Ransomware attacks are alarmingly on the rise, and as predicted last year, the increase is alarming, tipping over 304.7 million incidents. That’s 151% more, compared to the year 2020! Near the end of the year, the payouts in ransomware surpassed 600 million dollars.
Mostly, we hear about large attacks like Colonial Pipeline, which threatened the east coast’s gas supply chain. Other incidents are newsworthy because they show progress by law enforcement, such as the recent arrest of REvil members and the recovery of millions of dollars in ransomware payments.
What is Ransomware?
Ransomware attacks typically follow a set pattern. A victim’s information system is infected by malware that renders the victim’s data unusable by encrypting it. Bad actors then demand a ransom payment, usually in cryptocurrency, in exchange for a decryption key to restore the data. Failure to pay the ransom most likely ends in deleting or exposing the data.
A recent analysis found that most ransomware attacks involve a handful of infection vectors. Unsecured Microsoft Remote Desktop Protocol (RDP) connections topped the list accounting for over 50% of all attacks. Email phishing came second, accounting for around 25%, with other software vulnerabilities making up 12%.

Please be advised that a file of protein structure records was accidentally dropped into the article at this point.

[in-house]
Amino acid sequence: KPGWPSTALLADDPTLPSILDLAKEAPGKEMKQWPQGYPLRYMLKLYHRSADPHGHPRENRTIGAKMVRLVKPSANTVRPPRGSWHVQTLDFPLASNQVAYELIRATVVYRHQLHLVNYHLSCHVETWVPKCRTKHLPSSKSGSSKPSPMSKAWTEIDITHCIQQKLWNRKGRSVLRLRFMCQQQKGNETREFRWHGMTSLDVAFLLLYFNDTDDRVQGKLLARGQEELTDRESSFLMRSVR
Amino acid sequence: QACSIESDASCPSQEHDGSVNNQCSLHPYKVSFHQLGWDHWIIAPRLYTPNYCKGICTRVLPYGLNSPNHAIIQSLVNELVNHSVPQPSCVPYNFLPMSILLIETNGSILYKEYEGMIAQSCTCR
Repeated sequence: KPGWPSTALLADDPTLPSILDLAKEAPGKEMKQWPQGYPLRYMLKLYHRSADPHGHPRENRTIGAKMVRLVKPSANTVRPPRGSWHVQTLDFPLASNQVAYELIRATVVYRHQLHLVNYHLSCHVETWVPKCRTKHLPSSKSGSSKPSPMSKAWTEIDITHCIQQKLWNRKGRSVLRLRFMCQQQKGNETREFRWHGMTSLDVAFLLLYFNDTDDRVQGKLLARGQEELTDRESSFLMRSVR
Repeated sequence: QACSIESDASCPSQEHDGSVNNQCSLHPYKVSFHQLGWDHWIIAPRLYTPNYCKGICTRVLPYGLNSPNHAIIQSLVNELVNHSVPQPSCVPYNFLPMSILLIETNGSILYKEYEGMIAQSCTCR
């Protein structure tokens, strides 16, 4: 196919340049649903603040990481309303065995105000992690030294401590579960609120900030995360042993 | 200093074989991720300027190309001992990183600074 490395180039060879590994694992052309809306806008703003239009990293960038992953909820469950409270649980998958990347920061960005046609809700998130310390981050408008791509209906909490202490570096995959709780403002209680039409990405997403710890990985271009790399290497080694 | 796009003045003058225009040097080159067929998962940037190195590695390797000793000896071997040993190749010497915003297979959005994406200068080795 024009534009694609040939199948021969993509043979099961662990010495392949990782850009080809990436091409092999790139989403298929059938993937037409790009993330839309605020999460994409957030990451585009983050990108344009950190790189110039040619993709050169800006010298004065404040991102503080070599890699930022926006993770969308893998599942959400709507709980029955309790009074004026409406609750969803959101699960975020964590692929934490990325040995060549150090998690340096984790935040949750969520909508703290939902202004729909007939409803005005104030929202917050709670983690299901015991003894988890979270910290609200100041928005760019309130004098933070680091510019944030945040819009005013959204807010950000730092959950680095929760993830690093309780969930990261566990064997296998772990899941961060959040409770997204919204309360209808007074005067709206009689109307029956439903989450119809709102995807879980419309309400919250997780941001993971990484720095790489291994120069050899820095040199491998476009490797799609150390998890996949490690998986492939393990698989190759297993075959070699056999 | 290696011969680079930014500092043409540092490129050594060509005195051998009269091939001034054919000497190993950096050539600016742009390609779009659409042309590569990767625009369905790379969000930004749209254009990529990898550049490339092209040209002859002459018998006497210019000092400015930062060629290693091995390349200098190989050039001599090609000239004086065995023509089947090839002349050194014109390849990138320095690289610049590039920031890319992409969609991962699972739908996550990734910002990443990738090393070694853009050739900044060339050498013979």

Colonial Pipeline’s Ransomware Attack
The most prominent ransomware attack in 2021 was launched by the group Darkside against Colonial Pipeline and disrupted gas supplies to the East Coast for weeks. As a result, there were gas shortages, a spike in prices, and a general sense of panic. The attack unchained a reaction from the government, starting with a declaration of emergency by President Biden, and ending with a Congressional hearing on June 8. But not everything was lost. A day before the Congressional hearing, the Department of Justice announced the recovery of 2.3 million in bitcoin that was part of the ransom paid by Colonial.